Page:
Tropical Cyclones May Hit Hawaii

Tropical Cyclones

Tropical Cyclones may hit Hawaii over the next two weeks according to forecasters. Hurricane Iselle recently achieved Category 4 status and Tropical Storm (TS) Julio is not far behind it. Both storms are on a predicted path toward Hawaii. Even Japan is facing a typhoon which reached Category 5 status over the weekend and is making its way north in the eastern Pacific region.

Jason Samenow of The Washington Post reported Hawaii may be looking at double trouble when it comes to two tropical cyclones heading that way. Although Hurricane Iselle is reported as having winds of up to 140 mph as of Monday, forecasters believe the hurricane should lose power by the time it hits Hawaii. Still, it is reported as having a well-defined eye with “textbook symmetry.”

Tropical Cyclones

The Weather Channel stated Hurricane Iselle became the third major hurricane in the Eastern Pacific basin on August 3, and was the fourth hurricane to hit the Pacific Ocean this year. In fact, it bypassed the status of forming as a tropical depression and was reported as a tropical storm near the southwest tip of Baja California on July 31. Though it swayed between Category 2 and Category 3 status over the weekend, Hurricane Iselle is projected to become a tropical storm by the time it hits Hawaii. Even so, The Weather Channel believes it should produce big swells for eastern coasts of the islands.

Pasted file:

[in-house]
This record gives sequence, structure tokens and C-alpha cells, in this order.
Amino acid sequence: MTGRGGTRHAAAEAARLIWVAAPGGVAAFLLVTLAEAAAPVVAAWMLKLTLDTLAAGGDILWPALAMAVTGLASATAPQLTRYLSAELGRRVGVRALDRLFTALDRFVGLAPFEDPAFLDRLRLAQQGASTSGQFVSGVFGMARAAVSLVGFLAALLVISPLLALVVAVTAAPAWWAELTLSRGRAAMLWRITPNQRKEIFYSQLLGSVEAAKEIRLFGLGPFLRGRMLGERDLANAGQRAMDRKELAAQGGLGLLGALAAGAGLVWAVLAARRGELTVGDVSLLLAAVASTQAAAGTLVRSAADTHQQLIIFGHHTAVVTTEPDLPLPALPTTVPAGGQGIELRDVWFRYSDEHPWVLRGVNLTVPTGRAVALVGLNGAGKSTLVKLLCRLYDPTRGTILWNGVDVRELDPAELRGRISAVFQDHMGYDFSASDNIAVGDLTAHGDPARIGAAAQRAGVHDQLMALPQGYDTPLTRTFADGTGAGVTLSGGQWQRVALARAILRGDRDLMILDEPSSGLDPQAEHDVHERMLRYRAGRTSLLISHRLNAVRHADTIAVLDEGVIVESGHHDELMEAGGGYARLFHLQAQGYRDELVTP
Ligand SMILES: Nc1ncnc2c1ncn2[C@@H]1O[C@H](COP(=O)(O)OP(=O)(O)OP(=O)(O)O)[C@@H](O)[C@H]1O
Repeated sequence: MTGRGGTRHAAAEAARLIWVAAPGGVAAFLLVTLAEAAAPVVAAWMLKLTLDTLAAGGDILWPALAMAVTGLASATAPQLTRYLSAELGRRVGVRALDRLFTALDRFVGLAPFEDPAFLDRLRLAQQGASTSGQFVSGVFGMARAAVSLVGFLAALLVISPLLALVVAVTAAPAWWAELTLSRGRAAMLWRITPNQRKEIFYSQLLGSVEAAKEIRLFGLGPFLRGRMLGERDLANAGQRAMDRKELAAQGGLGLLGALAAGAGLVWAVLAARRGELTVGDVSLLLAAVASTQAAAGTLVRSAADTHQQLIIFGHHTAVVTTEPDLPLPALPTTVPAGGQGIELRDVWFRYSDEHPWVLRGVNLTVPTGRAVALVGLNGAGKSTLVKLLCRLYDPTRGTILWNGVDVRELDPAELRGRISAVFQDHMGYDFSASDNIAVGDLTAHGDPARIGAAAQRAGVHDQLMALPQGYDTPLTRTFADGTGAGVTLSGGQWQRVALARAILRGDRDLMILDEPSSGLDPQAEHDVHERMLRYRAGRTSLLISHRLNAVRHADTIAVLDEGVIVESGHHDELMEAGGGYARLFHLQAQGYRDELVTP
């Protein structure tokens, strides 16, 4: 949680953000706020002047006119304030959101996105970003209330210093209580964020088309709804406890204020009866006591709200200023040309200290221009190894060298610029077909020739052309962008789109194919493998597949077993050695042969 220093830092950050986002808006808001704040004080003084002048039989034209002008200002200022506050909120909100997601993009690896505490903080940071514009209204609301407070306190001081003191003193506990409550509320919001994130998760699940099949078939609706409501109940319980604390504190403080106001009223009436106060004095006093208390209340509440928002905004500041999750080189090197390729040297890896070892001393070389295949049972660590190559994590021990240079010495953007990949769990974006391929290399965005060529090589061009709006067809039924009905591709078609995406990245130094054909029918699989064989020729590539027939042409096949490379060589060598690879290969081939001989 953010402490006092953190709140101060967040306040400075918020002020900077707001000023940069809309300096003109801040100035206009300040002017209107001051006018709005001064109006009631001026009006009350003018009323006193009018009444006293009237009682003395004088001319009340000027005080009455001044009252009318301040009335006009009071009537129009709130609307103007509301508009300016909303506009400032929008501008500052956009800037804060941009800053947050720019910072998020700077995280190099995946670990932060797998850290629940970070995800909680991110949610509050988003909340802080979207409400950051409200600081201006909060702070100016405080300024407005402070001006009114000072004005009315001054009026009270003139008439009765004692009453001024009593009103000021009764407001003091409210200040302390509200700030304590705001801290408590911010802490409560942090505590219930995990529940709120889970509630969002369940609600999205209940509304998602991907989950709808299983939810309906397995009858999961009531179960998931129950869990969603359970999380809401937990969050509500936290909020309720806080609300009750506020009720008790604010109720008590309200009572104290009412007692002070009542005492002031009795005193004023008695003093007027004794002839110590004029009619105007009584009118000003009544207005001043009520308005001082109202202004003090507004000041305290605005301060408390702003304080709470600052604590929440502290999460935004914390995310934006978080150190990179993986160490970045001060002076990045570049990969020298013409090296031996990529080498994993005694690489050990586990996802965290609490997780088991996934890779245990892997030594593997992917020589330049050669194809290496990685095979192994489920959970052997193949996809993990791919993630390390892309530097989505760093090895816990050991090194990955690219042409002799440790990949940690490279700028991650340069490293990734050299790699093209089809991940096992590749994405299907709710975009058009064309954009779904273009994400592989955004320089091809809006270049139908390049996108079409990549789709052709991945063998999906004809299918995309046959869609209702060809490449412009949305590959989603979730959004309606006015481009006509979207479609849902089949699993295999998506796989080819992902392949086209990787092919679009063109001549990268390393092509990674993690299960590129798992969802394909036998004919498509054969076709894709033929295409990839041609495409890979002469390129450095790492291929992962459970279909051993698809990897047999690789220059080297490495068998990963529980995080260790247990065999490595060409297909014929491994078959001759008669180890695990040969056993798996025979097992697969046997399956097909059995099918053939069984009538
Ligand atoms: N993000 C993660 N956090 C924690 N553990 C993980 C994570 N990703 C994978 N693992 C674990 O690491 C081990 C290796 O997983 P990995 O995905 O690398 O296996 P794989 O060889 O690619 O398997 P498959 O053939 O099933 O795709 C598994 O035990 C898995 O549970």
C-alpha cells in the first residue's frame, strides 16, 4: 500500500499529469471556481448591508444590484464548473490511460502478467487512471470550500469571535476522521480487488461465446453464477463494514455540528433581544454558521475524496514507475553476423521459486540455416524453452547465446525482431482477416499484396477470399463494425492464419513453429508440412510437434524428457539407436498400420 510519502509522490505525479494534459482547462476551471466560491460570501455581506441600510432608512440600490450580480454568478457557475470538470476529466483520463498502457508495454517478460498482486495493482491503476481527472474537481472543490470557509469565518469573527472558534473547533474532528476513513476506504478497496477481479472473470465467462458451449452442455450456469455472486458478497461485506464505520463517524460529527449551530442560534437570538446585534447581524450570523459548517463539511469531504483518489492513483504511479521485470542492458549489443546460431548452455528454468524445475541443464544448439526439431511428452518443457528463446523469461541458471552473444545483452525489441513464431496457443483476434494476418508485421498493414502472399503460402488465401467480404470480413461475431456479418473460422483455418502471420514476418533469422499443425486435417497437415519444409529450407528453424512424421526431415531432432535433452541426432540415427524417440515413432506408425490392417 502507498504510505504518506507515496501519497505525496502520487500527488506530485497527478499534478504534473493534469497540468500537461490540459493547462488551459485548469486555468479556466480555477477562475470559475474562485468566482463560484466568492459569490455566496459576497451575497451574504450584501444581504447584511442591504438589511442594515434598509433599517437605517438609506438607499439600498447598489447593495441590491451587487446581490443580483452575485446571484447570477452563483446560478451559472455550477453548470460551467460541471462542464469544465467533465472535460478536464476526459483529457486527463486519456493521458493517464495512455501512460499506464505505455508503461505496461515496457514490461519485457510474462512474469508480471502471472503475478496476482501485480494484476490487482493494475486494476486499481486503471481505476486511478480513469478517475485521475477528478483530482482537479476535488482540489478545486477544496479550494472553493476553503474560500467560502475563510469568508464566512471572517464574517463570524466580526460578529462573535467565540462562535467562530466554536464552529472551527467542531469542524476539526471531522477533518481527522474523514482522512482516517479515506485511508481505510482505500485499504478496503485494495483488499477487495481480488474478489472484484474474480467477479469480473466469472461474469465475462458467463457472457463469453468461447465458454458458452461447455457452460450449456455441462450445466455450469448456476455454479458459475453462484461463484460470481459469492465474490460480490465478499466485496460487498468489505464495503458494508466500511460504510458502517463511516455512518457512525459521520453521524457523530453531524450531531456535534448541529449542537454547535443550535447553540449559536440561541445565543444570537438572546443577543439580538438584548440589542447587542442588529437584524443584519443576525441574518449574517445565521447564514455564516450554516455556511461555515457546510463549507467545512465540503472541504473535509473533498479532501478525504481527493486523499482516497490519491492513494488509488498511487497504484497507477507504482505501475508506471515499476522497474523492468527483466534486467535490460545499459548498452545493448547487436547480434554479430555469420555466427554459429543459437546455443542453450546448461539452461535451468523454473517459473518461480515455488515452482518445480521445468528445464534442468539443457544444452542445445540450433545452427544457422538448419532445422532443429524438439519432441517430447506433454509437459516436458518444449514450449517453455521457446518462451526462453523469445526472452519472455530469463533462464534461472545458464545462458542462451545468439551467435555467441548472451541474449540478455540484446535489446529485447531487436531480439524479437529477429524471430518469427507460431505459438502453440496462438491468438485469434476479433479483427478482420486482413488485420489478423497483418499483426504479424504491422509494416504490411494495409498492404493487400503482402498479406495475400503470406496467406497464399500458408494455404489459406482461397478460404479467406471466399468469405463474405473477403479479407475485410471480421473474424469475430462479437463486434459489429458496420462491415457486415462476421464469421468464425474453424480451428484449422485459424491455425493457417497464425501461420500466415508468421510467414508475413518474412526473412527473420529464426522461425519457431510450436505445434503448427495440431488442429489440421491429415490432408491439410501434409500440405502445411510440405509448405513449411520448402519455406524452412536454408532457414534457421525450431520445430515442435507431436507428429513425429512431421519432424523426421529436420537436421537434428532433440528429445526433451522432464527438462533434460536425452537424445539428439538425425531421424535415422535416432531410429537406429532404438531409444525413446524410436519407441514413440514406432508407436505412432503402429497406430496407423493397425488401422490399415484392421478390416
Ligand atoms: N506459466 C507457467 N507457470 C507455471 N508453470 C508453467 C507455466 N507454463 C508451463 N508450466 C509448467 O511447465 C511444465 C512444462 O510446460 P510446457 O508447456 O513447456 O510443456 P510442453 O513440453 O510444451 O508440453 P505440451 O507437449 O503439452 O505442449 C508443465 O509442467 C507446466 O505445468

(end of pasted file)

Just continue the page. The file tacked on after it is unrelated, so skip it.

Tropical Storm Julio is projected to hit near Hawaii the following week depending on its strengthening or weakening power. Samenow stated the storm may lose its intensity if it follows the same path as Hurricane Iselle. This would be due to cooler waters impacting the storm, as well as whether or not TS Julio strays from its projected pathway.

Tropical cyclones may hit Hawaii, but the lower portion of the Pacific Ocean has been quite busy with tropical storm activity this year. On August 1, Phys.org posted an image taken by the GOES-West satellite of the National Oceanic and Atmospheric Administration (NOAA), which shows a “train” of  low pressure systems. There have been five systems that have occupied much of  the eastern and western Pacific. These systems were identified as “System 91c,” “Genevieve Remnants” (formerly a TS), “System 96 E,”  “Tropical Storm Iselle,” and “Developing Low Pressure Area” (which became TS Julio).

Tropical Cyclones

Not only do weather forecasters have their hands full with five tropical systems along the equator of the Pacific Ocean, but Typhoon Halong is making its way towards Japan in the Pacific region too. Andrew Freeman of Mashable wrote how this system became a Category 5 over the weekend, and may be the most “intense-if not the strongest- storm” of 2014. It is expected to hit Japan’s landfall on August 9 as a Category 1 typhoon.

Though tropical cyclones may hit Hawaii  and Japan later this week and into next week, these cyclones may become weakened systems which are still projected to hit landfall and impact major coastlines. Is this due to a current El Nino system? Samenow of The Washington Post, who holds a BA and MS in Atmospheric Science, commented in his report that since the Eastern Pacific has been quite active this year, the “El Nino wannabe”  could be considered as playing a major role in these tropical system developments.

By Liz Pimentel

Sources:
Washington Post
Phys.Org
Mashable
The Weather Channel

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